Stock Market Tanks On Tuesday Morning — Retailers, Tech Shares Take Blame

A chart on stocks displays losses on Wall Street.
Drew Angerer / Getty Images

Several stock trades on Wall Street sank on Tuesday morning, as fears about the future successes of tech markets and declining retail sales worried investors.

The Dow Jones Industrial Average fell by more than 500 points. Other market indicators were also lowered, with the S&P 500 dipping by 1.8 percent and the Nasdaq Composite dropping by 2.3 percent, according to reporting from CNBC. Stock market gains made for the year up to this point were virtually nonexistent, erased following Tuesday morning’s slide.

Much of the blame centered on two factors: continued losses for the tech industry as well as declining sales for retailers.

Target suffered huge losses on Tuesday, losing 9.2 percent of its stock pricing after a weak report on earnings was released from the company for the previous quarter. Other retailers also suffered losses, including Kohl’s which saw its stock drop by 9.7 percent, and L Brands which went down by 14.7 percent. Macy’s was down by a comparatively modest 5 percent.

Stocks continued to dwindle for the so-called “FAANG” companies — Facebook, Amazon, Apple, Netflix, and Alphabet. On Tuesday, Facebook’s losses were 0.9 percent, while Amazon, Apple, and Netflix took hits of around 3 percent declines in their stock offerings.

FAANG losses on Tuesday were a continued trend for recent outcomes of these companies. Collectively, these companies have lost $1 trillion in market value since their respective 52-week highs were recorded.

Many investors suggested that FAANG companies were within a “bear market” slide — a period of declining prices and pessimism, versus a “bull market” where prices increase and companies are generally optimistic. Less clear was whether the market overall was in a bear or bull market, as a recovery later this week could make the overall outlook on the market seem relatively sound.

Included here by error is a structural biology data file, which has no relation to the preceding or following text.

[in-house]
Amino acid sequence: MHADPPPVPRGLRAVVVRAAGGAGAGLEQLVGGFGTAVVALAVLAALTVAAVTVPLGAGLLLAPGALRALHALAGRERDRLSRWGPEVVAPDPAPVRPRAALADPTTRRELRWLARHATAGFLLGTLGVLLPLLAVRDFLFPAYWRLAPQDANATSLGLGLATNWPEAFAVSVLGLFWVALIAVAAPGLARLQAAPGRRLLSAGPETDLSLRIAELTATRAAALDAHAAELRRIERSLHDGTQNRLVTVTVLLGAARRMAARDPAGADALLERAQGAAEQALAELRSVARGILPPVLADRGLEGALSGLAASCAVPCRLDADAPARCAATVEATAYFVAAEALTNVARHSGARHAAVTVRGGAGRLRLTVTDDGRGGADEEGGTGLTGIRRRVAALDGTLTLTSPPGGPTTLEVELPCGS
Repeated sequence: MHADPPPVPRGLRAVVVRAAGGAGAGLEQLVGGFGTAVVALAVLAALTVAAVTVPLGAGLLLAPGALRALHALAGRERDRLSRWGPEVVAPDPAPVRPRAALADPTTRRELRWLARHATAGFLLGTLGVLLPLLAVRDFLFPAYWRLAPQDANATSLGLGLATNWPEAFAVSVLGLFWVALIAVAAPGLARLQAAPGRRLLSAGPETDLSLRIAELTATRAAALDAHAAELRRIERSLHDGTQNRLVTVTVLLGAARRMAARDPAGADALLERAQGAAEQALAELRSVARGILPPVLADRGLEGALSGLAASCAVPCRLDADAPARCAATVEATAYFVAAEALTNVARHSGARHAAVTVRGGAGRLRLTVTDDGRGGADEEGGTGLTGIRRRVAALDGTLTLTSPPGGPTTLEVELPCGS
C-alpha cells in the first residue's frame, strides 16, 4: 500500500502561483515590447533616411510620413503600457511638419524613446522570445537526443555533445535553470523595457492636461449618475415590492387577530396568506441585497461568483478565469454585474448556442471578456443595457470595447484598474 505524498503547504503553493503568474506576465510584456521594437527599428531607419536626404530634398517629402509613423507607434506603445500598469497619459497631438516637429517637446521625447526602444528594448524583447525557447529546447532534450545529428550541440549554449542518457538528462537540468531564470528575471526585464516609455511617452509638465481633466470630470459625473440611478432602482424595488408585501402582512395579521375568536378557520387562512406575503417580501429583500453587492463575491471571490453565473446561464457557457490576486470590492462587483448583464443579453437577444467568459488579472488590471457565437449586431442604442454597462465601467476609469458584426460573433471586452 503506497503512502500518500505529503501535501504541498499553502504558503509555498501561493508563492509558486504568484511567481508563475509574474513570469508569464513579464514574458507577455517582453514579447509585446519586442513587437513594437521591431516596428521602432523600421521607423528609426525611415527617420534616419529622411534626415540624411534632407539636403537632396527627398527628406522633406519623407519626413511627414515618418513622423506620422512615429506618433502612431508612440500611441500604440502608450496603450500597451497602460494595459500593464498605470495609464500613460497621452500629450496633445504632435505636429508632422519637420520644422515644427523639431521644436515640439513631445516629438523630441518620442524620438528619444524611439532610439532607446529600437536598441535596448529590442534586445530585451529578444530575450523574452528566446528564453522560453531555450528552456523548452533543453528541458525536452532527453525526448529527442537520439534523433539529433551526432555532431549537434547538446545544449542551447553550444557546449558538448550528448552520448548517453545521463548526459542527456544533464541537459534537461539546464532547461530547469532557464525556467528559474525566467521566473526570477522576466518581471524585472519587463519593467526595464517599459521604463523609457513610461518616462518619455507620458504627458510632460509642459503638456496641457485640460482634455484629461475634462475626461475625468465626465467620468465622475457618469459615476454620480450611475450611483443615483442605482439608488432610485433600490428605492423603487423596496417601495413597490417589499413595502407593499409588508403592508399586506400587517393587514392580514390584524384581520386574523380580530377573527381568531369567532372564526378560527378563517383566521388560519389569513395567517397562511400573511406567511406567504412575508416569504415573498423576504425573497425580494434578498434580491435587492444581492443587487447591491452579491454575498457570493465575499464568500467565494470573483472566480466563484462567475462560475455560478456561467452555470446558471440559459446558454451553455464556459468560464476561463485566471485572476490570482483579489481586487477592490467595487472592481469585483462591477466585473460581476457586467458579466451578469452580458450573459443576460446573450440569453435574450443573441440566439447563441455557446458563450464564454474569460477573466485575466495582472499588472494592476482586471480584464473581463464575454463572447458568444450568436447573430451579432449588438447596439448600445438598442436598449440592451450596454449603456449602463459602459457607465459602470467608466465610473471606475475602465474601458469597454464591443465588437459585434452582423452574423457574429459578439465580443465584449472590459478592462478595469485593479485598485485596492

What is driving losses in tech? Investors say it’s got a lot to do with trade wars initiated by President Donald Trump, according to reporting from the Street.

“Trade war concerns with China weigh on the global supply chain for large technology companies while global growth fears worry many that future earnings will be lower,” said Chris Zaccarelli, chief investment officer for the Independent Advisor Alliance.

The president has suggested other factors in the past as possibly hurting the market, including suggesting that changes in the political landscape would lead to worse outcomes. Before the midterm elections, Trump made what many considered dubious predictions regarding a drop in stock market prices if Democrats won one or both houses of Congress, following a separate drop in Wall Street at the time.

“Stock market slump at that time was also due to slump in tech and worries about the future of such companies,” Trump said in a tweet before the elections took place, per the previous reporting from the Inquisitr.

During that time, however, investors again suggested that trade wars and declining tech shares were to blame for the losses, not the prospects of a Democratic-run Congress.